August 19, 2006



What happened to the Cedar Revolution(aries)?

During the “Cedar Revolution” a year-and-a-half ago, the English-speaking press created the illusion of a monolithic, more moderate and pro-Western Lebanon.  With that stereotyping in mind, it seems that the coverage over the past three weeks has elicited the same skew, this time in the “opposite” direction.

Because of the cultural disconnect, this image — which ran on the LAT front page on Wednesday — is particularly fascinating.  Before considering the Middle Eastern aspect, though, the Southern California layering alone is interesting.  I included the headline because “cruising” in car obsessed L.A. has its own connotations.  Noticing only the foreground at first, I thought these were Latina.  But where would they be cruising?  Westwood?  Beverly Hills?  Quickly taking in the full scene and caption, however (“Affluent Lebanese drive through a bombed-out south Beirut neighborhood”), everything was suddenly backward.  Seems it would make more sense if white kids were cruising East L.A., or upscale Hispanic kids were cruising South Central.  Anyway….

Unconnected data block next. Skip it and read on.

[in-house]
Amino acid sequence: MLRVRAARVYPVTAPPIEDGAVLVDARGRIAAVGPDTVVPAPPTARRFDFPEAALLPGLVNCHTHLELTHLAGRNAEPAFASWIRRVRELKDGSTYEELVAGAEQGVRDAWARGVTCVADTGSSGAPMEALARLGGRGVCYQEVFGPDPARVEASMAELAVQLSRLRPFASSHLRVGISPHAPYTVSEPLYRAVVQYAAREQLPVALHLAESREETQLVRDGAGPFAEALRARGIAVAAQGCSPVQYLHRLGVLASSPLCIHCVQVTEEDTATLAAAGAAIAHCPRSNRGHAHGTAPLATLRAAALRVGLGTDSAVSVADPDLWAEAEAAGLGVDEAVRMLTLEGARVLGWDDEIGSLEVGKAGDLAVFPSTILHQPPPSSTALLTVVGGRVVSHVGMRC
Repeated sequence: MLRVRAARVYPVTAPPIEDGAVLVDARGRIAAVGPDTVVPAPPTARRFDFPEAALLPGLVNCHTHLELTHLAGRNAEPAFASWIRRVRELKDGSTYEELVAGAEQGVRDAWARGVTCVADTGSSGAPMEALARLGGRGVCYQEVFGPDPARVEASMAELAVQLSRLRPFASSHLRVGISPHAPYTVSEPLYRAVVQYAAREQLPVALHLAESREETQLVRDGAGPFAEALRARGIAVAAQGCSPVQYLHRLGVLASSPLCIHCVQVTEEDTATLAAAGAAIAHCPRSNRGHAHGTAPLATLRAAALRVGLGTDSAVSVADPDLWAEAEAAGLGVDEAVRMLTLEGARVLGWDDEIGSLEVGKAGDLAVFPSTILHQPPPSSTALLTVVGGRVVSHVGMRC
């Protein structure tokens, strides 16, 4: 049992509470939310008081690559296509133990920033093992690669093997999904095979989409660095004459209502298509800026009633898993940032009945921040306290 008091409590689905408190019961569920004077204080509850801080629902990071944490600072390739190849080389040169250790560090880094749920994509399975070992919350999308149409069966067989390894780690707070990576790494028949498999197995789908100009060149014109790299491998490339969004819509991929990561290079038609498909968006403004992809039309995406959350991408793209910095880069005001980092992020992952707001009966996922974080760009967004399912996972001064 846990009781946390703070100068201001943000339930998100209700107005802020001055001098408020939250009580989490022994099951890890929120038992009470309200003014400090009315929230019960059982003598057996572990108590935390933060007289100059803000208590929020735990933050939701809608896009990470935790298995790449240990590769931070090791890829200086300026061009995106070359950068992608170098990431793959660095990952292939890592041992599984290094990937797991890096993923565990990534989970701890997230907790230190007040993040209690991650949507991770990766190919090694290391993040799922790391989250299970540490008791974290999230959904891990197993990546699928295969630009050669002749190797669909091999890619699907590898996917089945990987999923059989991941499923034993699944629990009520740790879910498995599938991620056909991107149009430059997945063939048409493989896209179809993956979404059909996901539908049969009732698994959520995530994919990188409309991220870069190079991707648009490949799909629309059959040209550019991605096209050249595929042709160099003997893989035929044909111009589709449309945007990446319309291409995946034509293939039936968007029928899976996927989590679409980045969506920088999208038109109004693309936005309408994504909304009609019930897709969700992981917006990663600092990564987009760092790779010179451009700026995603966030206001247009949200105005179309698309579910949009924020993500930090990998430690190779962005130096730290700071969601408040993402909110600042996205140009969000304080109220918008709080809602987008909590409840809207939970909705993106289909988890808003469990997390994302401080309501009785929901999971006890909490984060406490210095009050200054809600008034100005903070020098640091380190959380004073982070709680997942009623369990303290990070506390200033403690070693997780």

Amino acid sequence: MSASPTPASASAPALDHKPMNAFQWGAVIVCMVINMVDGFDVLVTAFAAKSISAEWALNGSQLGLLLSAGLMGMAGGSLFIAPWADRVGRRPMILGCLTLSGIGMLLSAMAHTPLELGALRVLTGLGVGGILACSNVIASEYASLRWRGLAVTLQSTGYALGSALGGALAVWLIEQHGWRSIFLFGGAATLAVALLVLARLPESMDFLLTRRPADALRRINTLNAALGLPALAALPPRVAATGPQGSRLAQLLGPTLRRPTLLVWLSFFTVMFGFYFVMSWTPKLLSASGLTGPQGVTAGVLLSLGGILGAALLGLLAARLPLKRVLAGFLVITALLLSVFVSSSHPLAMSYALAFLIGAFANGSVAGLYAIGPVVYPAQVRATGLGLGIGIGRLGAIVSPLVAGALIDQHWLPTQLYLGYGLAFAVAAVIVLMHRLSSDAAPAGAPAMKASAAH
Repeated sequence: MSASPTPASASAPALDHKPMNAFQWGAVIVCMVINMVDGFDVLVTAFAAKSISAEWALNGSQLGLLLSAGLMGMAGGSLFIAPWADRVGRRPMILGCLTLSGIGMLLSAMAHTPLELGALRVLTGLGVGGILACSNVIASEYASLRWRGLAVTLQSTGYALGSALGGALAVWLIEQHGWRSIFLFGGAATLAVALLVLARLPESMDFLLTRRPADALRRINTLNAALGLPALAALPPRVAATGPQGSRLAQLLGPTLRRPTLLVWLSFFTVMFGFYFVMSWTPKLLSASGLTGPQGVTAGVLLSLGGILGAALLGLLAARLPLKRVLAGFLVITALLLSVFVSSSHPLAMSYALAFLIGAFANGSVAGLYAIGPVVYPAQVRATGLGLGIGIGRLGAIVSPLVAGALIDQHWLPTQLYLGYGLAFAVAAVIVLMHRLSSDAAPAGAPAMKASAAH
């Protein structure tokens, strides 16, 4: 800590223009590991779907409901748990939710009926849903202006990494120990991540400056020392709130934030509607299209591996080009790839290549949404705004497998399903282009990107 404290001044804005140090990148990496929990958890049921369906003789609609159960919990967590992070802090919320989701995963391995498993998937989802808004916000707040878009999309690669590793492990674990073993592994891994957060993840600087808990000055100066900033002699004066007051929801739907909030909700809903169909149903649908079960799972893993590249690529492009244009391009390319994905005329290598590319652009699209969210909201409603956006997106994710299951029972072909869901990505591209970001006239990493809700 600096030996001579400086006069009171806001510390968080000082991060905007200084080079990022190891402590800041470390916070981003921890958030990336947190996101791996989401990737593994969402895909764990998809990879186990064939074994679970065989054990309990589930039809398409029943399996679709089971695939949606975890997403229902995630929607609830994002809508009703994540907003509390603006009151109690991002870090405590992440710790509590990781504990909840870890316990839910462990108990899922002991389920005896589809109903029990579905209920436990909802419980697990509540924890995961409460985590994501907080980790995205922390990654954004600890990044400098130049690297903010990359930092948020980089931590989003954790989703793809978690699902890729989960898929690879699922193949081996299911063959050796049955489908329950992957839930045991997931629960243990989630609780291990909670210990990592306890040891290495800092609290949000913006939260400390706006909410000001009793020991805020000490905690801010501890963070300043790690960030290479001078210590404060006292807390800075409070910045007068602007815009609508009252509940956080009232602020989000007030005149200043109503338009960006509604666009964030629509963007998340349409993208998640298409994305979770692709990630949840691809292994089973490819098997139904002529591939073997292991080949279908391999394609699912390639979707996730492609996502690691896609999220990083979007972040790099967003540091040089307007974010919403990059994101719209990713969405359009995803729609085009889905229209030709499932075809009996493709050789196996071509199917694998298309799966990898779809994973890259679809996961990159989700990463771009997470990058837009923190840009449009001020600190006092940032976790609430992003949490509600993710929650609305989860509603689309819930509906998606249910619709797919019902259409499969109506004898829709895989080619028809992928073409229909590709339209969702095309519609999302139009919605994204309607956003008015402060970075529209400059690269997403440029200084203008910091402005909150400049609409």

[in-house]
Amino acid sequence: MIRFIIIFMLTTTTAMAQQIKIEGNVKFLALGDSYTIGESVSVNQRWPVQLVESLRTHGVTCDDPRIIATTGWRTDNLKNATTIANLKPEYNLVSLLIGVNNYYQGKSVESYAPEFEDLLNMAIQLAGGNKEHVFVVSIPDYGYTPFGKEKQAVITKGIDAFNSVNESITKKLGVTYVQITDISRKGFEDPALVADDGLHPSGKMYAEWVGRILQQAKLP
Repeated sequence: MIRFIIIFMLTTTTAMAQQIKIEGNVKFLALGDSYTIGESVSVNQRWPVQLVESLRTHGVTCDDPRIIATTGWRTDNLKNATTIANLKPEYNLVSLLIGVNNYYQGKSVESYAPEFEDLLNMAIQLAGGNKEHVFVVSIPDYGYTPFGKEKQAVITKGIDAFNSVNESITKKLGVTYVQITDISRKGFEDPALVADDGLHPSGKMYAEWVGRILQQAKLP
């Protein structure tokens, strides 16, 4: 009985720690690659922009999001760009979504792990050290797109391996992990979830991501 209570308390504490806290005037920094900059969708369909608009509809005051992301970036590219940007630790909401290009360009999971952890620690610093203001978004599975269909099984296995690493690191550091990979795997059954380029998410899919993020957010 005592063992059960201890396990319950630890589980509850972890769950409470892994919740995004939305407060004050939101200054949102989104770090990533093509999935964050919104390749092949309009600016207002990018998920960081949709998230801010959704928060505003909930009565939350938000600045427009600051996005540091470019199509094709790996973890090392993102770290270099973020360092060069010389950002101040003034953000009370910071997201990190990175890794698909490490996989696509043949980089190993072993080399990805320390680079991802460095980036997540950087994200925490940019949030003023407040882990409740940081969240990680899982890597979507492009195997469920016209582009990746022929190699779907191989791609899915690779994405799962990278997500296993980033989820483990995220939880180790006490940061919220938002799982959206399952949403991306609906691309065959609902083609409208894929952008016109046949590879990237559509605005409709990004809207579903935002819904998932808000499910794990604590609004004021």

Maybe the fact there are “two Beirut’s” is no different than how it is here in America.  If this country is that stratified, however, just how generalized (culturally, ethnically or geographically) is the damage inflicted on greater Lebanon or greater Beirut?  Not to generalize too much, myself, but I am inspired to ask the question by these beautiful people with cell phone cameras at the ready.

(image: Spencer Platt/Getty Images.  August 16, 2006.  Los Angeles Times.  p. A1)

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Michael Shaw
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